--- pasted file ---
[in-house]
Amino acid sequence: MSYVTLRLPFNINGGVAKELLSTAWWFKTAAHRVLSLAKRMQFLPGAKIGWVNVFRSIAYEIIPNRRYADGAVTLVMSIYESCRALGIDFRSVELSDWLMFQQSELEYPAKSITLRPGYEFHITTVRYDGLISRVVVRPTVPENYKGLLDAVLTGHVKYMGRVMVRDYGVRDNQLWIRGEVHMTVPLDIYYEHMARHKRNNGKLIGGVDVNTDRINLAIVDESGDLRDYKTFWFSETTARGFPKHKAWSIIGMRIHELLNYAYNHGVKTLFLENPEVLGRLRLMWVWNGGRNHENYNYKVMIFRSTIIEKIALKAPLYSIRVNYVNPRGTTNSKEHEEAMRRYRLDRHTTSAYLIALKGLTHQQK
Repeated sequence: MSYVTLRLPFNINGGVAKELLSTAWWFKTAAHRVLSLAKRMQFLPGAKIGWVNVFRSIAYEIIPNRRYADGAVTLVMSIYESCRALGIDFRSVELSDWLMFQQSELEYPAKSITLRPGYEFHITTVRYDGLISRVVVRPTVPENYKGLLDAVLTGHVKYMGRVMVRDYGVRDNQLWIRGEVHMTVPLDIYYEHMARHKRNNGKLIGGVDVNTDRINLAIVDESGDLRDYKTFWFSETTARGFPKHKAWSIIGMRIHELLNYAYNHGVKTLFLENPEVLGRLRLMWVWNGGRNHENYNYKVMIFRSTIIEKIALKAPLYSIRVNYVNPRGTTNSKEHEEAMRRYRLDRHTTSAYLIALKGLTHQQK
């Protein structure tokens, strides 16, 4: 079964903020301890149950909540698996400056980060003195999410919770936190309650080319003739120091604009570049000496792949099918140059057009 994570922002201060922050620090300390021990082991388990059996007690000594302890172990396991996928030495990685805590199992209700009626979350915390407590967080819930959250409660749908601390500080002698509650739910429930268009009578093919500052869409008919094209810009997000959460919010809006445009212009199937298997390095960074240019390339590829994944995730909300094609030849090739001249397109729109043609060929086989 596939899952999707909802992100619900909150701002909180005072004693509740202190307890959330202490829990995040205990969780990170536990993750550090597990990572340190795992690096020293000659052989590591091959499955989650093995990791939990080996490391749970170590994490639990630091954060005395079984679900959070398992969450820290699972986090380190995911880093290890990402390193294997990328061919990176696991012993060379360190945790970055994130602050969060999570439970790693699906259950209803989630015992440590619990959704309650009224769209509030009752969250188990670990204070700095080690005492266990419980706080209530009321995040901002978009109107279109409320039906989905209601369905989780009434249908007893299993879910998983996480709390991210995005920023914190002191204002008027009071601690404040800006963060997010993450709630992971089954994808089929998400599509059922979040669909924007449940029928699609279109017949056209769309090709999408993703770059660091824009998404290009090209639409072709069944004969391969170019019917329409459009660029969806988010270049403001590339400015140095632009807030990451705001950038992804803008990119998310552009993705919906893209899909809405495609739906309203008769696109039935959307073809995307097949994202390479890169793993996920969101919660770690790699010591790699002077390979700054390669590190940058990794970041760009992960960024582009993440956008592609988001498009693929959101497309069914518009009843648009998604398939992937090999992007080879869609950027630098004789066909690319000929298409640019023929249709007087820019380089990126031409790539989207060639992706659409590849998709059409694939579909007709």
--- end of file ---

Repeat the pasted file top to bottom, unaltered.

[in-house]
Amino acid sequence: MSYVTLRLPFNINGGVAKELLSTAWWFKTAAHRVLSLAKRMQFLPGAKIGWVNVFRSIAYEIIPNRRYADGAVTLVMSIYESCRALGIDFRSVELSDWLMFQQSELEYPAKSITLRPGYEFHITTVRYDGLISRVVVRPTVPENYKGLLDAVLTGHVKYMGRVMVRDYGVRDNQLWIRGEVHMTVPLDIYYEHMARHKRNNGKLIGGVDVNTDRINLAIVDESGDLRDYKTFWFSETTARGFPKHKAWSIIGMRIHELLNYAYNHGVKTLFLENPEVLGRLRLMWVWNGGRNHENYNYKVMIFRSTIIEKIALKAPLYSIRVNYVNPRGTTNSKEHEEAMRRYRLDRHTTSAYLIALKGLTHQQK
Repeated sequence: MSYVTLRLPFNINGGVAKELLSTAWWFKTAAHRVLSLAKRMQFLPGAKIGWVNVFRSIAYEIIPNRRYADGAVTLVMSIYESCRALGIDFRSVELSDWLMFQQSELEYPAKSITLRPGYEFHITTVRYDGLISRVVVRPTVPENYKGLLDAVLTGHVKYMGRVMVRDYGVRDNQLWIRGEVHMTVPLDIYYEHMARHKRNNGKLIGGVDVNTDRINLAIVDESGDLRDYKTFWFSETTARGFPKHKAWSIIGMRIHELLNYAYNHGVKTLFLENPEVLGRLRLMWVWNGGRNHENYNYKVMIFRSTIIEKIALKAPLYSIRVNYVNPRGTTNSKEHEEAMRRYRLDRHTTSAYLIALKGLTHQQK
């Protein structure tokens, strides 16, 4: 079964903020301890149950909540698996400056980060003195999410919770936190309650080319003739120091604009570049000496792949099918140059057009 994570922002201060922050620090300390021990082991388990059996007690000594302890172990396991996928030495990685805590199992209700009626979350915390407590967080819930959250409660749908601390500080002698509650739910429930268009009578093919500052869409008919094209810009997000959460919010809006445009212009199937298997390095960074240019390339590829994944995730909300094609030849090739001249397109729109043609060929086989 596939899952999707909802992100619900909150701002909180005072004693509740202190307890959330202490829990995040205990969780990170536990993750550090597990990572340190795992690096020293000659052989590591091959499955989650093995990791939990080996490391749970170590994490639990630091954060005395079984679900959070398992969450820290699972986090380190995911880093290890990402390193294997990328061919990176696991012993060379360190945790970055994130602050969060999570439970790693699906259950209803989630015992440590619990959704309650009224769209509030009752969250188990670990204070700095080690005492266990419980706080209530009321995040901002978009109107279109409320039906989905209601369905989780009434249908007893299993879910998983996480709390991210995005920023914190002191204002008027009071601690404040800006963060997010993450709630992971089954994808089929998400599509059922979040669909924007449940029928699609279109017949056209769309090709999408993703770059660091824009998404290009090209639409072709069944004969391969170019019917329409459009660029969806988010270049403001590339400015140095632009807030990451705001950038992804803008990119998310552009993705919906893209899909809405495609739906309203008769696109039935959307073809995307097949994202390479890169793993996920969101919660770690790699010591790699002077390979700054390669590190940058990794970041760009992960960024582009993440956008592609988001498009693929959101497309069914518009009843648009998604398939992937090999992007080879869609950027630098004789066909690319000929298409640019023929249709007087820019380089990126031409790539989207060639992706659409590849998709059409694939579909007709």